Treatment

Medication

First Line

  • Therapies directed at basic cause: Antibiotics for infection, chemo/radiation therapy for tumor, steroids for asthma
  • Analgesia for pain control to permit deep inspiration and coughing

Pediatric Considerations

  • Rh DNAse may be effective in clearing mucinous secretions in persistent atelectasis in children (4)[C].

Second Line

Bronchodilator therapy (β-agonist aerosol); efficacy controversial

Additional Treatment

General Measures

  • Ensure adequate oxygenation (may start with 100% FiO2 then taper) and humidification.
  • If known, treat the underlying cause.
  • Ensure patient is lying on the unaffected side to promote drainage:
    • Maximize patient mobility and encourage frequent coughing and deep breathing every hour (physical therapy).
  • Incentive spirometry
  • Initiate intubation and mechanical ventilation with positive end-expiratory pressure (PEEP) in severe respiratory distress or hypoxemia:
    • Lower tidal volume (6 mL/kg) and lower end-inspiratory values (<30 mm Hg) associated with reduced mortality (5)[B]
    • PEEP 15–20 mL may be necessary to maintain arterial O2 saturation in surfactant-impaired states (5)[B].
  • Obstructive atelectasis: Suction and vigorous coughing to remove obstruction, then physical therapy and bronchoscopy to remove obstruction if previous measures fail:
    • Bronchoscopy as therapy is controversial other than for large airway obstruction removal.
  • Postsurgical measures include positive airway pressure, continuous or intermittent in the postoperative patient (6)[A].

Issues for Referral

As needed for underlying etiology

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Additional Therapies

As listed under General Measures

Surgery/Other Procedures

Only for resectable underlying disease (e.g., tumor, severe lymphadenopathy)

In-Patient Considerations

Initial Stabilization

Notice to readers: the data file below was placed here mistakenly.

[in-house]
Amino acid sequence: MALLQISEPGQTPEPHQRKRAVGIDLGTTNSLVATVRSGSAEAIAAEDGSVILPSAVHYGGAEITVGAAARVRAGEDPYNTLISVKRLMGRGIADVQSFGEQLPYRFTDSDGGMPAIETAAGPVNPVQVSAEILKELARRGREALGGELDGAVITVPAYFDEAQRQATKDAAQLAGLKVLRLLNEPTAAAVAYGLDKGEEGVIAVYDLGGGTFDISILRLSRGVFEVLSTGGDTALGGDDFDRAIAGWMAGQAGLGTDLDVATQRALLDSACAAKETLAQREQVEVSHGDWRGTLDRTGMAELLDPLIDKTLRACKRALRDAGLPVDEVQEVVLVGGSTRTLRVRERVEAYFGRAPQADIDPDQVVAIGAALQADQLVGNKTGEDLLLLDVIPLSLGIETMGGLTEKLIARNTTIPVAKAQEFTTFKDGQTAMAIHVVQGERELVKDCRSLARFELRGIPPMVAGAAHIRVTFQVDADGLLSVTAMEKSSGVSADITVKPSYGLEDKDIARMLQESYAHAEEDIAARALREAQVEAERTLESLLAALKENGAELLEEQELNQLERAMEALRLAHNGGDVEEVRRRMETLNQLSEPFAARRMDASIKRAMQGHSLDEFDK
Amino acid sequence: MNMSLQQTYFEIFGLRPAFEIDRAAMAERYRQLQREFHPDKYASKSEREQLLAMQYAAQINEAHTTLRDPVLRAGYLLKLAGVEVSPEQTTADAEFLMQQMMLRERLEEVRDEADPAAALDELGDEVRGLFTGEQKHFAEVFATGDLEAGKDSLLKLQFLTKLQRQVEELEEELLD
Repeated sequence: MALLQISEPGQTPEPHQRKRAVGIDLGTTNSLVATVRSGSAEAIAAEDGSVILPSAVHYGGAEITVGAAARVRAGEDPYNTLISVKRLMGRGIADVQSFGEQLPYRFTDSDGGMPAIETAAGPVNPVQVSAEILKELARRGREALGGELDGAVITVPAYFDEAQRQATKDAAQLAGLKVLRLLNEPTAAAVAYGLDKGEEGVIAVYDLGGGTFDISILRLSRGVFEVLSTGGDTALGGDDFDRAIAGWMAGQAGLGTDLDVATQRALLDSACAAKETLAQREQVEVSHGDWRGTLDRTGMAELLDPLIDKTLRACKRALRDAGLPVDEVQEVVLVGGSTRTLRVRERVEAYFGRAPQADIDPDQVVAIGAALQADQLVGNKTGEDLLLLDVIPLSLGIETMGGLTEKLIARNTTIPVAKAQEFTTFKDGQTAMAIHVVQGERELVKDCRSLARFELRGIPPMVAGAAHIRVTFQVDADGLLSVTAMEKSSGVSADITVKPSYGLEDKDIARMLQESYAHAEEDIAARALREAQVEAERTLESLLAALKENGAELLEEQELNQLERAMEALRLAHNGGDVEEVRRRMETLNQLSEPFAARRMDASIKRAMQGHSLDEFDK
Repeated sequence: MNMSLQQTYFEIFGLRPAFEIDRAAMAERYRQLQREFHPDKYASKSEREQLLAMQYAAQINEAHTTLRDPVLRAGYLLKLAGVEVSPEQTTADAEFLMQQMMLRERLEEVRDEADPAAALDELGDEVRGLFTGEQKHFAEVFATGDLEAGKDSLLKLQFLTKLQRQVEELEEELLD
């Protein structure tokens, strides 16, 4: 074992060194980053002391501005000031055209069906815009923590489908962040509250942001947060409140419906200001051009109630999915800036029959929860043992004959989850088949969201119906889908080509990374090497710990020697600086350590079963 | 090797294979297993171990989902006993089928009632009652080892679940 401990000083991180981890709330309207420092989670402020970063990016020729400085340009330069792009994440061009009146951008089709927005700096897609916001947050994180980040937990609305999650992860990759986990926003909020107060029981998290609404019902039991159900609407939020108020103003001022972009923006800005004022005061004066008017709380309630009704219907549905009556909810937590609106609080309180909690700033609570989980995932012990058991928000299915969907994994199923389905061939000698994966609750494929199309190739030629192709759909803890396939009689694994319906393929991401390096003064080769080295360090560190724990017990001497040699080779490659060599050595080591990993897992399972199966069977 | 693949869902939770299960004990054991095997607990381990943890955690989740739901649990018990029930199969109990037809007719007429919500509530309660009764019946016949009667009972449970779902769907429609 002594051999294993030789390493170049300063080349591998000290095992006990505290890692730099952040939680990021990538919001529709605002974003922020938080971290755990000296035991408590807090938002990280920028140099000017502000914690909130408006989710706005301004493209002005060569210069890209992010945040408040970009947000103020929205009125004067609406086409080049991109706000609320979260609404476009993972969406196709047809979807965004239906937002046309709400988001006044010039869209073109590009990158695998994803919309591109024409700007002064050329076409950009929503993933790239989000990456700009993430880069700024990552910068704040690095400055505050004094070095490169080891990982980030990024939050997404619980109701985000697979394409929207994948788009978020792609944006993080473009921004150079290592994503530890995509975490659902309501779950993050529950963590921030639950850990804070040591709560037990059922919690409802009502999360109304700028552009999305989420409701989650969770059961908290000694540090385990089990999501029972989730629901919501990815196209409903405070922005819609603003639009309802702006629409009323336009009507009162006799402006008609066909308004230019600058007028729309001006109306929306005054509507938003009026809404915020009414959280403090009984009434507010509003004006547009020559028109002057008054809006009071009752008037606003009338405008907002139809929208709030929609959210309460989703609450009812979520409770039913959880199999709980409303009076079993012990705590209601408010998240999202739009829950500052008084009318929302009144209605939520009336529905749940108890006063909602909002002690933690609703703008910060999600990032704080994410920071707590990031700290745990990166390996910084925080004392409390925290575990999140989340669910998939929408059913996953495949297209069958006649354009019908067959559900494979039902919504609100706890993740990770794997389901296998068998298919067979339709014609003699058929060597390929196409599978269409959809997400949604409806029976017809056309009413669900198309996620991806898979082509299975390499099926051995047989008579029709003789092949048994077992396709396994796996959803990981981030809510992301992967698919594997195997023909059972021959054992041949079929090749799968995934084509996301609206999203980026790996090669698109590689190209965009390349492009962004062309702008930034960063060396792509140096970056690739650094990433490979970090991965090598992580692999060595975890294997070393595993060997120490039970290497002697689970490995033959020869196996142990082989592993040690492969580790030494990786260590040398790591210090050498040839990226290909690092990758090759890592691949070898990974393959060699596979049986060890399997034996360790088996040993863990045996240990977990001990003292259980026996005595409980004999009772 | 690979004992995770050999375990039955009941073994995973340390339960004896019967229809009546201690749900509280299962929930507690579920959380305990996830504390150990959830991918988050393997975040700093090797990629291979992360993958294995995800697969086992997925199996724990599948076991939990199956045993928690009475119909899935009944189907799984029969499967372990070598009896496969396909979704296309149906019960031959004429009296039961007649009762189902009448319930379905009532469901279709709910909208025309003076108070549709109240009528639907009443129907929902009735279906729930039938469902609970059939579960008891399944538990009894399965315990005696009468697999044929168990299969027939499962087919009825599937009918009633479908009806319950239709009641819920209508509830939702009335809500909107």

Ensure adequate oxygenation (may start with 100% FiO2 then taper) and humidification.

Admission Criteria

As determined by underlying etiology

IV Fluids

As needed for underlying etiology

Nursing

As listed under General Measures

Discharge Criteria

As allowed by underlying etiology

Ongoing Care

Follow-Up Recommendations

Patient Monitoring

  • Varies with cause and patient status
  • In simple atelectasis associated with asthma or infection, outpatient visits are adequate.

Diet

No special diet

Patient Education

Maximize patient mobility and encourage frequent coughing and deep breathing every hour.

Prognosis

  • Spontaneous resolution
  • Resolution with medical therapy
  • Surgical therapy needed only for resectable causes or if chronic infection and bronchiectasis supervene

Complications

  • Atelectasis is rarely life-threatening and usually resolves spontaneously.
  • Acute atelectasis:
    • Hypoxemia and respiratory failure
    • Postobstructive drowning of the lung
    • Pneumonia
  • Chronic atelectasis:
    • Bronchiectasis
    • Pleural effusion and empyema

References

1. Qaseem A, Snow V, Fitterman N et al. Risk assessment for and strategies to reduce perioperative pulmonary complications for patients undergoing noncardiothoracic surgery: a guideline from the American College of Physicians. Ann Intern Med. 2006;144:575–80.

2. Ferreyra G, Long Y, Ranieri VM, et al. Respiratory complications after major surgery. Curr Opin Crit Care. 2009;15:342–8

3. Brower RG, et al. Consequences of bed rest. Crit. Care Med. 2009;37:S422–8

4. Hendriks T, de Hoog M, Lequin MH et al. DNase and atelectasis in non-cystic fibrosis pediatric patients. Crit Care. 2005;9:R351–6.

5. McCunn M, et al. Guidelines for management of mechanical ventilation in critically injured patients. Trauma Care 2004;14(4):147–51.

6. Lawrence VA, Cornell JE, Smetana GW et al. Strategies to reduce postoperative pulmonary complications after noncardiothoracic surgery: systematic review for the American College of Physicians. Ann Intern Med. 2006;144:596–608.

Additional Reading

Muders T, Wrigge H, et al. New insights into experimental evidence on atelectasis and causes of lung injury. Best Pract Res Clin Anaesthesiol. 2010;24:171–82

Hedenstierna G, Edmark L, et al. Mechanisms of atelectasis in the perioperative period. Best Pract Res Clin Anaesthesiol. 2010;24:157–69

See Also (Topic, Algorithm, Electronic Media Element)

Algorithm: Ascites

Codes

ICD9

518.0 Pulmonary collapse

Snomed

46621007 Atelectasis (disorder)

Clinical Pearls

  • Atelectasis is not a specific diagnosis but rather a result of disease or distorted anatomy.
  • A number of different etiologies exist.
  • Treatment of underlying etiology is key.